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The week ahead

August 11, 2008

A look at upcoming events:


Freeway noise: The Orange County Transportation Authority considers a report on the noise-reduction effectiveness of rubberized asphalt rather than sound walls on a stretch of the Garden Grove Freeway.


Capistrano trial: A jury trial is set for former Capistrano Unified Supt. James Fleming and former Assistant Supt. Susan McGill in connection with their alleged compiling of an "enemies" list of people supporting a recall of district trustees in 2005. Fleming is accused of misusing public funds; McGill is charged with perjury; both are charged with conspiracy.

Jail immigration: The Los Angeles County Board of Supervisors reviews a report by Sheriff Lee Baca on undocumented immigrants housed in the sheriff's custody facilities and discusses a recommendation to require chain restaurants to post nutritional and caloric information on menus.

Korean investment: Korean financial officials announce an investment fund to promote joint ventures between the Hollywood and Korean entertainment communities.


Bus changes: The Los Angeles County Metropolitan Transportation Authority holds a public hearing to gather input on proposed bus service changes. La Cienega Tennis Center in Beverly Hills.


Ballot: L.A. County Registrar-Recorder/County Clerk Dean Logan holds a public drawing to determine ballot positions for candidates for state legislative races included on the Nov. 4 general election ballot.


Harvest Crusade: Evangelist Greg Laurie's Harvest Crusade festival begins at Angel Stadium of Anaheim.


Candidates meet: John McCain and Barack Obama make their first joint appearance of the presidential campaign in a forum at Saddleback Church in Lake Forest.

African celebration: The African Marketplace and Cultural Faire, which celebrates the influence of Africa through art and commerce, occurs at Rancho Cienega Park.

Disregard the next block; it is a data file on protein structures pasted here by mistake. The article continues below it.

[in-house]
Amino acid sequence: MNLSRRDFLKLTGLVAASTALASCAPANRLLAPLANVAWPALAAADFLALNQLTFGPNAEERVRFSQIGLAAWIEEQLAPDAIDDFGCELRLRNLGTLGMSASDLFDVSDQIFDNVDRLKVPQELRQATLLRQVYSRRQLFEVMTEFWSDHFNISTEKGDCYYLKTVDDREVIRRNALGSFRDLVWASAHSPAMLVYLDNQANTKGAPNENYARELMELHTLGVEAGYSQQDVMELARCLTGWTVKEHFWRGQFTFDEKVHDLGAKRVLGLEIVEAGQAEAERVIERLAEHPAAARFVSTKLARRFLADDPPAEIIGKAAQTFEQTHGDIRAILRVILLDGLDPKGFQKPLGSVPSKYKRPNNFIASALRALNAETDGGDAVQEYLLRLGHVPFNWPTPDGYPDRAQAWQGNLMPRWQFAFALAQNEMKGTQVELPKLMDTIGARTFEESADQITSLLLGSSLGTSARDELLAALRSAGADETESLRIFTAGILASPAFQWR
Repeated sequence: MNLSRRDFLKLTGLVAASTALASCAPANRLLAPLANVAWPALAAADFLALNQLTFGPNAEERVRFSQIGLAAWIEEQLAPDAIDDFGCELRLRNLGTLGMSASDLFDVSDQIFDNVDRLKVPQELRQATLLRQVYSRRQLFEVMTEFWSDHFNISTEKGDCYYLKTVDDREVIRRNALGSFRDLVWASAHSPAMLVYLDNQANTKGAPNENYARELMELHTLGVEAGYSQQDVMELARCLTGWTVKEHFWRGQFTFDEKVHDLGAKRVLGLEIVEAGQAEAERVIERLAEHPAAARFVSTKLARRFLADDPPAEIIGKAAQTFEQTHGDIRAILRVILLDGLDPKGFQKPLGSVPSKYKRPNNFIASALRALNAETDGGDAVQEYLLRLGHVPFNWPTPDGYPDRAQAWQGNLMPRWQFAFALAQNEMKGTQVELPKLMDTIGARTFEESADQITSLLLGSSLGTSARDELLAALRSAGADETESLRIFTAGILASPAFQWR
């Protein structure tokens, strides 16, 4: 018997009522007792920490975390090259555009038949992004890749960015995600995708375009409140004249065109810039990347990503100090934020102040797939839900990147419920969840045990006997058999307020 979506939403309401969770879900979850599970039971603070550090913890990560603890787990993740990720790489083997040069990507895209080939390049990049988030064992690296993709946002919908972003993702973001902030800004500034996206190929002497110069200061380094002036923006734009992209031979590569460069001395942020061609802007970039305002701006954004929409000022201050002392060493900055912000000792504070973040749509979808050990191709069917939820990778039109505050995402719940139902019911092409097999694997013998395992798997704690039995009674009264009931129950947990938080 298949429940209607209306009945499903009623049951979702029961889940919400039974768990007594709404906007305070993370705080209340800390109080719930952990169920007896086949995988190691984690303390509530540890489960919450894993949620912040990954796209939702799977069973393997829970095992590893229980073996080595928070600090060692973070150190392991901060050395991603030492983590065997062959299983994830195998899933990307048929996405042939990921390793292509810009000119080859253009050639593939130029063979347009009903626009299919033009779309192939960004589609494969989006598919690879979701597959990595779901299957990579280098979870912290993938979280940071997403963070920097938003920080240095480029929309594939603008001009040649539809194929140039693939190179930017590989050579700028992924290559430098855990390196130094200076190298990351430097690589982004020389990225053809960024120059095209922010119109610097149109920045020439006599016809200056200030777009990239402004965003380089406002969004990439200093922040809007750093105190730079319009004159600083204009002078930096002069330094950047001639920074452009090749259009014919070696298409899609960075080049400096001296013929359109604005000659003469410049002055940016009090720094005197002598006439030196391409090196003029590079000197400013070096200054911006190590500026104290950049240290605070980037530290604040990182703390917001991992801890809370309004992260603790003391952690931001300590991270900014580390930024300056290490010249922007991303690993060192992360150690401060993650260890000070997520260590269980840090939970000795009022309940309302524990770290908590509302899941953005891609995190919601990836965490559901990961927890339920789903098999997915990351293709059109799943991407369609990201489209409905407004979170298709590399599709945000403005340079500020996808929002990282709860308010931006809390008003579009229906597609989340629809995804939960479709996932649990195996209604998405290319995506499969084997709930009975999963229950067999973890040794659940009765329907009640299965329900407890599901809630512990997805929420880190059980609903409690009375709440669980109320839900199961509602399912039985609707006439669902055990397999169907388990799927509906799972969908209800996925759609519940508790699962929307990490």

Ask a reporter

The bronze bust of George Douglas Freeth Jr. was stolen from the Redondo Beach Pier. Who was Freeth?

He was a Hawaiian who introduced surfing and water polo to Southern California and was the region's first official lifeguard.

Freeth came to California in 1907, at age 23, to promote Hawaiian tourism. Beachgoers were awed by the man riding the waves just off Venice on a 200-pound, 8-foot wood surfboard. Billed as "the man who walked on water," Freeth was the first person to hang 10 -- walk the nose of the surfboard.

He also taught swimming and diving and trained young swimmers to become lifeguards, showing them how to use rip currents to speed them out to victims. The technique is still used today.

When a fishing boat began sinking in heavy surf near the Venice Pier in 1908, Freeth swam out and hauled seven fishermen to shore, then kept the remaining four afloat until a lifeboat could rescue them.

Two years later, he received the Congressional Gold Medal, the highest civilian honor for bravery, for his lifesaving techniques, which were being adopted nationwide.

And remember "Baywatch"? Freeth invented the original version of those red, torpedo-shaped rescue buoys.

By the time he died in the 1919 influenza pandemic, Freeth had a permanent place in California culture.

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